Thursday 29 September 2005

Redundancy Consultation

The EAT decision in Leicestershire City Council v UNISON has just been placed on the EAT website.

Leicestershire City Council were renegotiating terms and conditions for about 2,600 employees. As commonly happens, they gave notice of dismissal and offered new jobs on new terms. This consitutes a 'redundancy' for the purpose of the collective consultation obligations in s188 of TULR(C)A 1998.

The EAT (HHJ McMullen QC presiding) upheld the tribunal's decision that the time for consultation (ie when the dismissals were 'proposed') began when the practical decision had been taken by the Council's staff - notwithstanding that it needed a formal political vote/decision by the Council to ratify it - and not when the Council voted in favour of the decision to dismiss / re-hire.

This was consistent with the ECJ decision in Junk v Kuhnel, namely that consultation must take place before the decision to dismiss was taken.

The EAT also upheld the award of 90 days' pay (by way of protective award) to a large group of the workforce. It considered that the fact the employer had provided information before the technical obligation to consult arose did not mean that there must be an automatic reduction from the presumed 90 days' pay (as set out in Susie Radin). The protective award to another section of the workforce was reduced (on fact-specific grounds).

Leicestershire City Council v UNISON

Tuesday 27 September 2005

Compulsory ET1 and ET3 Forms

As subscribers will know, use of the 'official' ET1 and ET3 forms becomes compulsory from next week.

Following comments made at user group meetings in Cardiff and Bristol, it seems tribunal staff are being trained to accept and reject the following...

Acceptable from 1st October 2005
  • riders (i.e. separate attached sheets);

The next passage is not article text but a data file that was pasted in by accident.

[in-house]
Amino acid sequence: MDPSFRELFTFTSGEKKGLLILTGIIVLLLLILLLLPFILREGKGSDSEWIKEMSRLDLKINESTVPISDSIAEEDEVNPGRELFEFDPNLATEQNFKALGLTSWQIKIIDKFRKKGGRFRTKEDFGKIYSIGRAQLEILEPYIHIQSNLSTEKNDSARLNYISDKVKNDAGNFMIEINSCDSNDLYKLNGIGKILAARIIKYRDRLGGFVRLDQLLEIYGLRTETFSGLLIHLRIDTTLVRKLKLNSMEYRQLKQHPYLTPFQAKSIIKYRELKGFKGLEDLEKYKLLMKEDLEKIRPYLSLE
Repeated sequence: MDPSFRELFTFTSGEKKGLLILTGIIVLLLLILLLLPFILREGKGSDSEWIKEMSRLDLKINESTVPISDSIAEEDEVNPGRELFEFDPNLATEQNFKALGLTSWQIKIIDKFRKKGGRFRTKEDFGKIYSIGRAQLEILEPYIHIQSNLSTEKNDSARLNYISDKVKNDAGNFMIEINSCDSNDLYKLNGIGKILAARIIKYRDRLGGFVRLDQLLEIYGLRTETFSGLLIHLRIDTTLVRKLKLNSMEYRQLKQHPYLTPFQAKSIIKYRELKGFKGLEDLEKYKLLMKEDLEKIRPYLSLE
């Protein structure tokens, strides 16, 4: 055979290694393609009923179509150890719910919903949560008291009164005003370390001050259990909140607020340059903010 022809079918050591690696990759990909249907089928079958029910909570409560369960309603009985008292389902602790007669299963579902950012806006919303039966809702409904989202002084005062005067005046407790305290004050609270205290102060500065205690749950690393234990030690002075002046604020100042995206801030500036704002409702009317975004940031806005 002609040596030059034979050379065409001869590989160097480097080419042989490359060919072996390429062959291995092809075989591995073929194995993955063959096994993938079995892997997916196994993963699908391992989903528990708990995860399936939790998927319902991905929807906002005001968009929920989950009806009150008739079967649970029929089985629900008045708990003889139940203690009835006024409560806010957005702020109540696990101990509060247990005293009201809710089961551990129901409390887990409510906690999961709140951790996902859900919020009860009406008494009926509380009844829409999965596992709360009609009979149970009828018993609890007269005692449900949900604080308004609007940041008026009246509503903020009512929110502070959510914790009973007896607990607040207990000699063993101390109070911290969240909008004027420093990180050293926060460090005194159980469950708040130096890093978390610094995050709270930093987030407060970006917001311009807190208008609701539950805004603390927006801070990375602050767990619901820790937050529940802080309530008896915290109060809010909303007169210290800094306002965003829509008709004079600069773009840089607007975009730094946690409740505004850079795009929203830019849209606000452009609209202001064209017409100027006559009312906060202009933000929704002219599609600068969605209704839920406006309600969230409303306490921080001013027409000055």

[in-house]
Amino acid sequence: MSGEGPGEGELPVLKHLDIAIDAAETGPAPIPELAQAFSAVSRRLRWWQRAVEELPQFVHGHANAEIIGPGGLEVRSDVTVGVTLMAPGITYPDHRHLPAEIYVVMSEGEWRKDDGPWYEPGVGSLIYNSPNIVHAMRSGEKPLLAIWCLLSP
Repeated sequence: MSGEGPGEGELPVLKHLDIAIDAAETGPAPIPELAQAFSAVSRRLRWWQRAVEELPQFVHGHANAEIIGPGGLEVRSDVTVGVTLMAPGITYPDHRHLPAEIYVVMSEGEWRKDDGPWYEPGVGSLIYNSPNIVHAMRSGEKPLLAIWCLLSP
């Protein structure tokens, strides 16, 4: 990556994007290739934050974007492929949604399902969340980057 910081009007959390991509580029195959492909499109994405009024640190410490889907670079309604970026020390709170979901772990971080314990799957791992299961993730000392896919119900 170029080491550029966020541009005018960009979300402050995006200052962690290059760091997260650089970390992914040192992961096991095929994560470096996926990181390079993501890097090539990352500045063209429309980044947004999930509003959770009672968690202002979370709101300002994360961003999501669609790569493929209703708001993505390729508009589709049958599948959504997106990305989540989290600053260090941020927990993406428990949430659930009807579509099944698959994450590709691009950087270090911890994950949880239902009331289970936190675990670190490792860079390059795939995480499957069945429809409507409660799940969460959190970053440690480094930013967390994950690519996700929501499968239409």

• a pdf version of the forms which will soon appear on the Emplotment Tribunals website which can be downloaded and completed offline (the ETS will be providing software to enable users to fill in these forms - I am told this is likely to happen over the weekend);
  • faxed ET1 / ET3 forms; and
  • black and white photocopies of ET1 / ET3 forms (but note that the coloured guidance notes and text boxes on the forms may not reproduce on a b&w photocopy).

Not acceptable from 1st October 2005
  • any in-house or commercial version that is not produced by the ETS.
Note that the reason for requiring the forms to be asbolutely identical to the prescribed version is to enable them to be scanned in to the new ETS case management system.

The administrative staff at the tribunal offices have all received extensive training in what forms to accept (and reject!) from next week.

The lesson is simple: use the official forms. If you don't have them, they are available on the ETS website.

Further information can be obtained from the Employment Tribunals Service Public Enquiry Line on 0845 7959775.

ETS website - download forms from here

[Thanks to Barry Clarke of Russell Jones & Walker for providing the above information]